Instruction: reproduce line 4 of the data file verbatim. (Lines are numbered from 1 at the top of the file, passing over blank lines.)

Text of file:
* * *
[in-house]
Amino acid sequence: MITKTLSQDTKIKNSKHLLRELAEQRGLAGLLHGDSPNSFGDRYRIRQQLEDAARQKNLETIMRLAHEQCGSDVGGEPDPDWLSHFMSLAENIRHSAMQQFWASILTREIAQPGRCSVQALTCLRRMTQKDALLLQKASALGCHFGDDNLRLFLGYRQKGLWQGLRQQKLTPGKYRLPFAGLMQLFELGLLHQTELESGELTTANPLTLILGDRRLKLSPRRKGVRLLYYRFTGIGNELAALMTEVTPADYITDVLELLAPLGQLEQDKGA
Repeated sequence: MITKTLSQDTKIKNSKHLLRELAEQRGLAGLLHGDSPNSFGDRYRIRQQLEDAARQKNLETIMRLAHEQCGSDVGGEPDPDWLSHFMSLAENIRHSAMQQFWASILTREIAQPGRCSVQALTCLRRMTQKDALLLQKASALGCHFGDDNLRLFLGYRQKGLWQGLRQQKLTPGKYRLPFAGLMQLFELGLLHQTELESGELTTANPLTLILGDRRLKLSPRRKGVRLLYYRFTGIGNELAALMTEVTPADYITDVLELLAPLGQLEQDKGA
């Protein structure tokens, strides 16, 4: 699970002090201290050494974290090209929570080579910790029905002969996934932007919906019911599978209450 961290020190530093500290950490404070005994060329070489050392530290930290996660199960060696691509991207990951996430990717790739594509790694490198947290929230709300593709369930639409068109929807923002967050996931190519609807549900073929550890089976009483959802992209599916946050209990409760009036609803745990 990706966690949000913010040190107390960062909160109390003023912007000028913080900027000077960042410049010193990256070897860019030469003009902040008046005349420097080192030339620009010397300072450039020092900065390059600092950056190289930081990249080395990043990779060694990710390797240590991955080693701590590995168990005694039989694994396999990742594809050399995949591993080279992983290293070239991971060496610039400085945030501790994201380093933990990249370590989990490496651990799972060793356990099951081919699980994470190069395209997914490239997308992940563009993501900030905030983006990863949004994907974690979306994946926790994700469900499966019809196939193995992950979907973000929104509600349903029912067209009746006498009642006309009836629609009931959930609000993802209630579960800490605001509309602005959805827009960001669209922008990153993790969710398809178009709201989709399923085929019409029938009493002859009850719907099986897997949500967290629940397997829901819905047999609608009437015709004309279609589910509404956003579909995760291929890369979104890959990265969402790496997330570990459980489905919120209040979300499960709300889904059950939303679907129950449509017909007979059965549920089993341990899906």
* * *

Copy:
């Protein structure tokens, strides 16, 4: 699970002090201290050494974290090209929570080579910790029905002969996934932007919906019911599978209450 961290020190530093500290950490404070005994060329070489050392530290930290996660199960060696691509991207990951996430990717790739594509790694490198947290929230709300593709369930639409068109929807923002967050996931190519609807549900073929550890089976009483959802992209599916946050209990409760009036609803745990 990706966690949000913010040190107390960062909160109390003023912007000028913080900027000077960042410049010193990256070897860019030469003009902040008046005349420097080192030339620009010397300072450039020092900065390059600092950056190289930081990249080395990043990779060694990710390797240590991955080693701590590995168990005694039989694994396999990742594809050399995949591993080279992983290293070239991971060496610039400085945030501790994201380093933990990249370590989990490496651990799972060793356990099951081919699980994470190069395209997914490239997308992940563009993501900030905030983006990863949004994907974690979306994946926790994700469900499966019809196939193995992950979907973000929104509600349903029912067209009746006498009642006309009836629609009931959930609000993802209630579960800490605001509309602005959805827009960001669209922008990153993790969710398809178009709201989709399923085929019409029938009493002859009850719907099986897997949500967290629940397997829901819905047999609608009437015709004309279609589910509404956003579909995760291929890369979104890959990265969402790496997330570990459980489905919120209040979300499960709300889904059950939303679907129950449509017909007979059965549920089993341990899906």